Duennes and Scott Dell, an assistant director of the Anna Maria Island Community Center, walked the field recently, discussing the proposed modification.
“Why not leave it as multi-purpose as possible was the thought,” Dell said after the review with Duennes. It could be used for adult and children’s softball, kickball, as well as Little League baseball for ages 13 and under.
Dell said he favors a 40-foot-wide enclosed dog area, allowing for shade trees and other beautification measures.
Dell said the major cost would be the fence. All other changes could be done with volunteers, he said.
Some field adaptation would be needed, and a shortened field would bring second base into the grass, he said. But after first and third bases are installed, the bags could just be picked up and moved, according to Dell.
He also favored an adjustable dog exercise area.
“My family goes out there now to walk our dog all the time,” Dell said. “We’re always looking for shade when we go to parks, especially in the summer, when it’s hot.”
He said future plans could involve gates being cut for an expanded dog exercise area into the current parking lot area where the materials for an ongoing city stormwater project are located.
“It’s a win, win,” he said of the proposed modification. “I think it makes everyone happy.”
SIDE BAR #1
Liability concerns aired
It’s the elephant in the room.
What would happen if a dog park user was injured by a stray ball in a mixed-use park? What would happen if a ball player was hurt by a dog?
Holmes Beach Commission Chair David Zaccagnino said these are questions he’s afraid to ask. He’s proposed a redesigned ball park with a separate dog exercise area at Birdie Tebbetts Field to provide for dog owner needs and protect the city against liabilities.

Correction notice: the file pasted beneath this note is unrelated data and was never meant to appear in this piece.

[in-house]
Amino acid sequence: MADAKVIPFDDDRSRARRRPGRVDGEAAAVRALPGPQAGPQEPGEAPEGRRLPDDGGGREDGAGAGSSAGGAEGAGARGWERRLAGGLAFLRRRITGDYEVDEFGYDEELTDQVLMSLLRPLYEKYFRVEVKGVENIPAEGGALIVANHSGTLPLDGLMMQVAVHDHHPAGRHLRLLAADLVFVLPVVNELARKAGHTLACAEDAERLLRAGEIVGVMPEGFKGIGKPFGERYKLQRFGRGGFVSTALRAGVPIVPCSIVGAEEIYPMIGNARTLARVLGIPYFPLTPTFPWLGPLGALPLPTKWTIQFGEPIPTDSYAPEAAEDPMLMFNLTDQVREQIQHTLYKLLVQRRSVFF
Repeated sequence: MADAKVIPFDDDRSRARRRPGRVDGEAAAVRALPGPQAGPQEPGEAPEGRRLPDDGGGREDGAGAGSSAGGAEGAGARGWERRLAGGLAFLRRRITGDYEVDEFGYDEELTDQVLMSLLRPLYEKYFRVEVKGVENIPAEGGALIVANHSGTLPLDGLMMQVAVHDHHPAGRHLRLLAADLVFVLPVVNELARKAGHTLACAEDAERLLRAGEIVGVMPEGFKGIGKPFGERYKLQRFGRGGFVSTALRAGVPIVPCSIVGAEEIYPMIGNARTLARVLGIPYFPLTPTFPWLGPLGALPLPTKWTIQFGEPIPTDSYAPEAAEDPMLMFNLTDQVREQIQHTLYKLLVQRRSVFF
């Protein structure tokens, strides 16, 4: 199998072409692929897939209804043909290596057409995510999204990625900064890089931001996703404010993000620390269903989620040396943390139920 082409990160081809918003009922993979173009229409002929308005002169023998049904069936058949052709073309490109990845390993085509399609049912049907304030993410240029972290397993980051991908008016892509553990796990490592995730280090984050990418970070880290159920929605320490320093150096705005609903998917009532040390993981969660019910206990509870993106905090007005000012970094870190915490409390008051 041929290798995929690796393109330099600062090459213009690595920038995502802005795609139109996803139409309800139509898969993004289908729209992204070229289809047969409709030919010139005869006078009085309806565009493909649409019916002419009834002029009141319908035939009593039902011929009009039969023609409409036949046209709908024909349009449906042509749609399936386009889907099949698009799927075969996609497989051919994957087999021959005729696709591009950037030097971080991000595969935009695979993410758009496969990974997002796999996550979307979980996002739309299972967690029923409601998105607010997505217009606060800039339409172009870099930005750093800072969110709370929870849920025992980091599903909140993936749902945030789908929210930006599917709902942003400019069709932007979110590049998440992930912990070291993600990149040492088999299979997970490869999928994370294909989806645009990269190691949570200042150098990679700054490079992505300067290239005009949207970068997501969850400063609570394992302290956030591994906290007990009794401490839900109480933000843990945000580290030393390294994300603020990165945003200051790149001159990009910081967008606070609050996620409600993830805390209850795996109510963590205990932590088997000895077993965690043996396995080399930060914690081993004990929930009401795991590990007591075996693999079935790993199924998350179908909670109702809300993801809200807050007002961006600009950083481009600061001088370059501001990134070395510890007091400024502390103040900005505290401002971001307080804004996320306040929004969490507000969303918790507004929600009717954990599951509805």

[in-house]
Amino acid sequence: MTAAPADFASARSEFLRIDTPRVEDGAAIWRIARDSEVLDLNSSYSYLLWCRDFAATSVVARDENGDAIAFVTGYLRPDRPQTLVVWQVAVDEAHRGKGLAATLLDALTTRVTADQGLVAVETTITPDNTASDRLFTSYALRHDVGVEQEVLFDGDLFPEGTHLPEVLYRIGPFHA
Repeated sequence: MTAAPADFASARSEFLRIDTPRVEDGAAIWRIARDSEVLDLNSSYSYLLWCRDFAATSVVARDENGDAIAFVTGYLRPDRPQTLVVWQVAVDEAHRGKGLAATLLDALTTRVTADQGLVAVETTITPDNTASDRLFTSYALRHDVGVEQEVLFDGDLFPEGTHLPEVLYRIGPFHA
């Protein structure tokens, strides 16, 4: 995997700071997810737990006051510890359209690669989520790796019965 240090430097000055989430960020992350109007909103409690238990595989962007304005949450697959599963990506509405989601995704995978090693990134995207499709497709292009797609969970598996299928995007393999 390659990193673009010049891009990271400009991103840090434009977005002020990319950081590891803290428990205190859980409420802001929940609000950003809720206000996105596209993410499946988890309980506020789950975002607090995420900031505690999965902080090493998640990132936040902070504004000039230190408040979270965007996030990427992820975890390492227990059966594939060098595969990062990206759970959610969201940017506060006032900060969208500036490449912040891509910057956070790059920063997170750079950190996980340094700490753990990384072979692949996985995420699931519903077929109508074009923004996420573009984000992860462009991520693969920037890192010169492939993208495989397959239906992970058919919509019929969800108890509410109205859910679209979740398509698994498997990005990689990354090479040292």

Other commissioners shared their concerns Feb. 7 about the use of Birdie Tebbetts Field, 62nd Avenue and Flotilla Drive.
Commissioner Jean Peelen said in researching communities with recreational facilities, she’s learned “the worse thing you can have” is a dog park next to another highly-charged activity, and called for the commission to take an “up-down vote” at the next regular meeting.
Zacaggino countered, “the worse thing you can have is an insurance issue.”
Resident Socko Pearson pointed out that putting dog owners in a fenced area beyond the baseball outfield — homerun territory — would create “an accident waiting to happen.”
Ball park reservation policy
To reserve Birdie Tebbetts Field for baseball use, there’s a $40 fee, insurance requirements to be met and a registration form to fill out at city hall.
The city established a policy for the field in January 2007 to coordinate the use of the ball field with Anna Maria Island Community Center and Manatee County.
The policy outlines a procedure requiring the scheduling of games and practices. Registration is required with the city clerk, who is to manage the field schedule along with dates for upcoming festivals and other events on the open field.
There is no charge for practice games, but dates “do need to be cleared with the city clerk,” according to the policy statement.
The city’s public works department is to be notified by the clerk 48 hours in advance of a game to allow time to prepare the field. The department also is to be notified of scheduled practices.
Liability insurance coverage of $1 million is to be provided to the city for games and practices, and the city is to be named an additional insured.
The procedure with any Manatee County use of the field requires the county to provide special maintenance as necessary in accordance with an interlocal agreement.